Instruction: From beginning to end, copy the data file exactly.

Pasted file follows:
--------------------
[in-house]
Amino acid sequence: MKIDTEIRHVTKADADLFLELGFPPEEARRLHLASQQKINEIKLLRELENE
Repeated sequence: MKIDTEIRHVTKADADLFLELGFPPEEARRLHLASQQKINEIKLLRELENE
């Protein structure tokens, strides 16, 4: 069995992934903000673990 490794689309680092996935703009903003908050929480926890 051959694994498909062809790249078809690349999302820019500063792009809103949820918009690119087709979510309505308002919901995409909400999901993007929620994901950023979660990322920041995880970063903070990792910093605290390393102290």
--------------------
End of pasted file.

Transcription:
[in-house]
Amino acid sequence: MKIDTEIRHVTKADADLFLELGFPPEEARRLHLASQQKINEIKLLRELENE
Repeated sequence: MKIDTEIRHVTKADADLFLELGFPPEEARRLHLASQQKINEIKLLRELENE
């Protein structure tokens, strides 16, 4: 069995992934903000673990 490794689309680092996935703009903003908050929480926890 051959694994498909062809790249078809690349999302820019500063792009809103949820918009690119087709979510309505308002919901995409909400999901993007929620994901950023979660990322920041995880970063903070990792910093605290390393102290």